That effort started in earnest from his first year at Toshiba, which paid for private English lessons for its researchers. When Takagi was notified that he would be giving a paper at the 1988 International Electron Devices Meeting in San Francisco, his co-workers helped hone his writing. He practiced his delivery in English "many times," because "I was scared. It was my first time to attend an international research conference. I had never been abroad before, and the only chance I had to speak English was with Indian graduate students at the university."

In 1992, Takagi got another lucky break. Toshiba arranged for him to spend a year at Stanford University, where Judy Hoyt, then at Stanford and now teaching at the Massachusetts Institute of Technology, was engaged in pioneering research into mobility enhancements in strained silicon.

Takagi joined with graduate students Ken Rim and Jeff Welser, both of whom are now leading players in the strained-silicon device development program at IBM's research center in East Fishkill, New York.

U.S. move?

Takagi, a thin person with the pale complexion of one who spends too much time under fluorescent lighting, said his interest in his work is so intense that it led to the breakup of his marriage shortly before he went to study at Stanford. There were no communication problems per se: his wife was, and still is, a Toshiba semiconductor researcher like himself. To this day, he says, they remain "good friends; we even have dinner together sometimes."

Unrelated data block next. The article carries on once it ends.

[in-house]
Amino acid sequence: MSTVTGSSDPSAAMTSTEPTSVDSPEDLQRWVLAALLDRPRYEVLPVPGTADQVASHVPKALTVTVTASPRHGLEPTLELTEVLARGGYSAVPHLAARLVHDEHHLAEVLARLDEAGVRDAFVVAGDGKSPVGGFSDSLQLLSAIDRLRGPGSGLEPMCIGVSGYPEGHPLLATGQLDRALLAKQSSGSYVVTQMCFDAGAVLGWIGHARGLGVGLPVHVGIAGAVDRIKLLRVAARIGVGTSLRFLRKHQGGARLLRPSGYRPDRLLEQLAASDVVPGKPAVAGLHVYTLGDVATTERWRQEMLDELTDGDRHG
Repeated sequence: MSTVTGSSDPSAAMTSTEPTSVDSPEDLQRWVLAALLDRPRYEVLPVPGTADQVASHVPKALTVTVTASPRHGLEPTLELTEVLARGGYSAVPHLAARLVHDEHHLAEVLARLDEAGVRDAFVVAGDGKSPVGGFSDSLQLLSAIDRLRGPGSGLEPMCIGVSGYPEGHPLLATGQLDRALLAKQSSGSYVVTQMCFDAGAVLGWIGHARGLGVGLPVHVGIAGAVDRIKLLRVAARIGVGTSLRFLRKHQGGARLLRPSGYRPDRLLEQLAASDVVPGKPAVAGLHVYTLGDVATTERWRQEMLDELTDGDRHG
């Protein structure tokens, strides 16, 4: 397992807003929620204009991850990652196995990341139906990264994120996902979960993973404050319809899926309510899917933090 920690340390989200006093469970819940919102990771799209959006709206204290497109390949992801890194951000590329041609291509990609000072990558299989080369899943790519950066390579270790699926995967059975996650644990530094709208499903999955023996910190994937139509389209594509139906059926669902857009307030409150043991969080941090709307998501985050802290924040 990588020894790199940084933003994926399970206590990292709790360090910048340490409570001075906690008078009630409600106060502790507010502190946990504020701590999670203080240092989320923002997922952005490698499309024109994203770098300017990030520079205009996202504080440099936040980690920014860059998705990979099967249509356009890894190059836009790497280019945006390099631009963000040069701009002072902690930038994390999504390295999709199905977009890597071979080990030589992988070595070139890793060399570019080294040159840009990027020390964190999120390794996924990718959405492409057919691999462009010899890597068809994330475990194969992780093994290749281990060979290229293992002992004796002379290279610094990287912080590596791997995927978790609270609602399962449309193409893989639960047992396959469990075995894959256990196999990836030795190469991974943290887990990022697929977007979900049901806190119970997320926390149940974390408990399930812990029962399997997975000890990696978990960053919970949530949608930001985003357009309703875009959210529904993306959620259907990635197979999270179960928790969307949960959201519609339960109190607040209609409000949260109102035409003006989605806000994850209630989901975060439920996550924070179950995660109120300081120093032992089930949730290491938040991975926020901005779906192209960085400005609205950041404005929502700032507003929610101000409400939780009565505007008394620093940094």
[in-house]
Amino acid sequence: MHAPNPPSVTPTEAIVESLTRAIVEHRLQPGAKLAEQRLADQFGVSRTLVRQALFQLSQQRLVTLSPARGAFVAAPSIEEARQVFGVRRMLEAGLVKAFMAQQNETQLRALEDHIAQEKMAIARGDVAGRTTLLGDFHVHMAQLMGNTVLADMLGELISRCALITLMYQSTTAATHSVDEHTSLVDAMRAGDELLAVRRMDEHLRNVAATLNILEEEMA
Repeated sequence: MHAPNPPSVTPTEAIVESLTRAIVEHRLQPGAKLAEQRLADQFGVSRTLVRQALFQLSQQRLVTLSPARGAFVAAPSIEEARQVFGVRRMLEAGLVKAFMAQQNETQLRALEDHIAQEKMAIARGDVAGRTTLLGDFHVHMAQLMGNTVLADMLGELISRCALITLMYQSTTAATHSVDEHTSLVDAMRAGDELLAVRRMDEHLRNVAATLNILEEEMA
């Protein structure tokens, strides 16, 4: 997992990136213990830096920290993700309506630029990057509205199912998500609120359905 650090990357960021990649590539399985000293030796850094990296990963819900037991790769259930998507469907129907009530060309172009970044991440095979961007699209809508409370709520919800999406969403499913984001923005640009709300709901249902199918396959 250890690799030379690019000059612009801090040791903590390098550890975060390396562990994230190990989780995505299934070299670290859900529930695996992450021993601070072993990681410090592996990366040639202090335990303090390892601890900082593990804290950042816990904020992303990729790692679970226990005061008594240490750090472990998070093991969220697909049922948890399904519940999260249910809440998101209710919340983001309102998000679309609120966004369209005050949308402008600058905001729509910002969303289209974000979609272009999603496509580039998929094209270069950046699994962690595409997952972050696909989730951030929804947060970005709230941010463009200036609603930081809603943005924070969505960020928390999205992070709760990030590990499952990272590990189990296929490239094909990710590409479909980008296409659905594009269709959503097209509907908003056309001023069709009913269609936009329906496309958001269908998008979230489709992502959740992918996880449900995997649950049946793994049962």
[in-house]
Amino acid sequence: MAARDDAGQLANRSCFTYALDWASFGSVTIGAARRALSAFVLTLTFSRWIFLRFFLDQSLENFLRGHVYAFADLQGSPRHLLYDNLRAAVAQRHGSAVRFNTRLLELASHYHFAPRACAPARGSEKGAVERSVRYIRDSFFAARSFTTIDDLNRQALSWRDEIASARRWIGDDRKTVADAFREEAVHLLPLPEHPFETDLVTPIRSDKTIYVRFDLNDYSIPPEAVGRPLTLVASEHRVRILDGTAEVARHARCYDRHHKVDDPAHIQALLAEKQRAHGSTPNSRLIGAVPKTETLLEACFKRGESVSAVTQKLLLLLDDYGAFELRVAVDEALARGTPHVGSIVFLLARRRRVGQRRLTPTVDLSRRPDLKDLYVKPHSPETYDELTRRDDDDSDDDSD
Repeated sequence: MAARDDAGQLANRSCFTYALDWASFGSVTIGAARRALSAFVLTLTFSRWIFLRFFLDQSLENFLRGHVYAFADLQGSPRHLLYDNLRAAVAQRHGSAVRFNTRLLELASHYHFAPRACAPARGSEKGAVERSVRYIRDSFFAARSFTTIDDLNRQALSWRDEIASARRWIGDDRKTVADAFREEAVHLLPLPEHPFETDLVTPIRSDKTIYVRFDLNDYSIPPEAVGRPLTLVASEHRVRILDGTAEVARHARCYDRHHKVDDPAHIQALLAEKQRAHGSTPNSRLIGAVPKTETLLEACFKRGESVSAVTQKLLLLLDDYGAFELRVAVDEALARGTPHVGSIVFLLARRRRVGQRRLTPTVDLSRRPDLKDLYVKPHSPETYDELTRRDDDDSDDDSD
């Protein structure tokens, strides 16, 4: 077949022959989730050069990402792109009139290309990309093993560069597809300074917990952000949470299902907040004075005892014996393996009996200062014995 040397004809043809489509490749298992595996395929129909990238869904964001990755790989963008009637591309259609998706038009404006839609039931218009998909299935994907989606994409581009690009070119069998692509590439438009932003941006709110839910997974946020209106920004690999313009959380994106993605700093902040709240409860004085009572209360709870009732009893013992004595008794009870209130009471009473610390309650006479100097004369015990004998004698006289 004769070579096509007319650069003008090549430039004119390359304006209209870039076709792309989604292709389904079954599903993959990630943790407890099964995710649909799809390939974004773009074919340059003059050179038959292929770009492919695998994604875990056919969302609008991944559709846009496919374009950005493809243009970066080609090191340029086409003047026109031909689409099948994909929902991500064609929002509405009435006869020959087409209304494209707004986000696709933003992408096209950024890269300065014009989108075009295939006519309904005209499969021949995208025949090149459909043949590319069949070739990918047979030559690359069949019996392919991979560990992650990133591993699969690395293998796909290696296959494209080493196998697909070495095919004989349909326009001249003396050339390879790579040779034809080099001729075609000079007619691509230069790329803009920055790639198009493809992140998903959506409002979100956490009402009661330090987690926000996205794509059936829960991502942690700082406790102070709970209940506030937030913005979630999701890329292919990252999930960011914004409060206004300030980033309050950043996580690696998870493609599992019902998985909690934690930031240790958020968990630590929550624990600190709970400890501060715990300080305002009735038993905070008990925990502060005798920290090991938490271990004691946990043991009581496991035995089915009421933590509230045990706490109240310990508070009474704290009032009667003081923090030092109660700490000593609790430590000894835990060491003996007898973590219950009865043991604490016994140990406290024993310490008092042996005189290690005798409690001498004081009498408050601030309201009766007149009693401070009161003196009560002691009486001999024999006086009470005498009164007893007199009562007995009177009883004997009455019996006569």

But the couple soon realized that Takagi's interest in device physics was overwhelming any chance of leading a normal married life, even in a Japanese culture once known to be tolerant of long work hours by the male side of the marital equation.

Might Takagi, like several of Japan's most talented professional baseball players now playing for U.S. major league teams, move to the United States?

He doesn't deflect the question, answering that he is "pretty open" to the idea but has never been offered a job abroad. Most Japanese firms, he said, now expect that their researchers will move on by age 50 or 55, most often to university jobs.

Then there is the problem that for most Japanese companies, their interests lie in SoC products that do not require strained silicon or SOI. So it is largely American companies that must take early advantage of strained silicon, SOI and other mobility-enhancing technologies.

"There are good and bad aspects to the restructuring that is happening in Japanese companies. One thing is that many people are retiring early. And while some companies are divesting their semiconductor operations and choosing to concentrate on other product lines as their particular centers of excellence, for Toshiba, the decision has been made to focus on semiconductors. That of course is good for researchers like me," Takagi said.

- David Lammers

EE Times